by S. R. Balasubrahmanyam | 1975 | 141,178 words
This volume of Chola Temples covers Rajaraja I to Kulottunga I in the timeframe A.D. 985-1070. The Cholas of Southern India left a remarkable stamp in the history of Indian architecture and sculpture. Besides that, the Chola dynasty was a successful ruling dynasty even conquering overseas regions....
Four miles (6.5 kms) to the north of Walajabad on the Walajabad-Sriperumbudur road and about 22½ kms (14 miles) from Kanchipuram via Walajabad is the small village of Tenneri, of ancient origin deriving its name from the huge lake on whose bund it is situated, said to have been excavated by the Sangam ruler Tiraiyan. Tiraiyan-eri in course of time has become Tenneri. There are two temples in this village, one which is inside the village itself known as that of Apatsahayesvara and the other about 200 metres (a furlong) off the village set in the midst of fields and shrub jungle and in a state of utter neglect, known locally as the Kandalisvara temple.
Kandalisvara (Uttama Cholisvaram) temple
We are concerned with the latter. There are five inscriptions on its adhishthanam, four of them relating to the period of Rajaraja I and the remaining one to that of Vira Rajendra (ARE 198 to 202 of 1901). The earliest is found on the south wall of the temple and belongs to the eleventh year of Rajaraja I; it mentions the name of Madhurantaka devar alias Uttama Chola devar and the gift of a number of ritual vessels in copper for offerings and various services in the central shrine of the Uttamasolisvaram temple; the relevant portion of the inscription reads as follows:
“... Korajarajakesari panmarkku yandu 11 -avadu kottattut-tan-kurrattu Sri Uttama Cholisvarattu Alvar Gandaradit-ta devar Pirattiyar Uttama Cholanai tiru vayirril vaittu aruliya Pirantakan Madeviyar Sembiyan ana Udaiya Pirattiyar... Urrukkattuk-kottattut-tan-kurrattu Uttamachola chaturvedi-mangalattu...”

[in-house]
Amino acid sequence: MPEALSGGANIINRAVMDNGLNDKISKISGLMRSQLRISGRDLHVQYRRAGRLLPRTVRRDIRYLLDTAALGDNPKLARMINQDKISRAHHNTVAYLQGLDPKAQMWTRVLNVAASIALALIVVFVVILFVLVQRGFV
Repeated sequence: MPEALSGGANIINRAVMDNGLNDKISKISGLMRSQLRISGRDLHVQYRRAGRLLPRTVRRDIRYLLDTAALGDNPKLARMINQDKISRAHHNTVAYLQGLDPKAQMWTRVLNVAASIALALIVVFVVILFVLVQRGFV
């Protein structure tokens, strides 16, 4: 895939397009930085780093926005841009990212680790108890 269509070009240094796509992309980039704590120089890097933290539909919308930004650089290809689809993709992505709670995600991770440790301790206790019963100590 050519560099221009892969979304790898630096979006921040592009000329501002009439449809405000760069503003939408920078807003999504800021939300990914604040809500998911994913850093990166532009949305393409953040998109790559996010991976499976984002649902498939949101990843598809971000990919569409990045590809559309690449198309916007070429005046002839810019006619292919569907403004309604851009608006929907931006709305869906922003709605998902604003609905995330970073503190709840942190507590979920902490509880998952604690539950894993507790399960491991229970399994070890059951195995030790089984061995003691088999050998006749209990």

From these we get to know that this temple should have come into existence in or before the tenth regnal year of Rajaraja I and must have been dedicated to the memory of Uttama Chola, the son of Sembiyan Mahadevi, the queen of Gandaraditya and the place also was christened Uttama-Chola chaturvedimanga-lam. This temple is thus one of the many temples raised by Sembiyan Mahadevi.
The temple faces east; it consists of a garbhagriha (5.09 ms by 5.77 ms) and an ardhamandapa (8.40 ms by 11.05 ms)- The garbhagriha stands on an adhishthana measuring 80 cms in height. The superstructure of the srivimana is of brick and chunam and is overgrown with trees. On the three walls of the garbhagriha there are excellent sculptures of Dakshinamurti in the south, Vishnu in the west and Brahma in the north. The garbhagriha has a Lingam measuring i.40 ms in height. There are two majestic dvarapalas kept on the ground at the flanks of the entrance to the ardhamandapa; they measure 1.80 ms in height and 50 cms in width. The ardhamandapa has three niches on each side (north and south) though only one houses a sculpture of Durga; the other five are empty (Pis 398 to 405).
The temple is a piece of beauty, overwhelmed by the cruel hand of neglect and overgrown with trees. Immediate steps should be taken for its protection and preservation.
K.V. Soundararajan (Indian Temple Styles) assigns the following dates for the Early Chola Temples but the dating is not supported by evidence:
Tirukkattalai: a.d. 960 (See my Early Chola Art I—pp.89-91);
Kilaiyur: a.d. 900 (See my Early Chola Art I—pp. 107-111);
(a) Aivar Koyil: a.d. 810
(b) Muvar Koyil: A.D. 880
(See my Early Chola Temples—pp. 24-29 and pp. 108-137).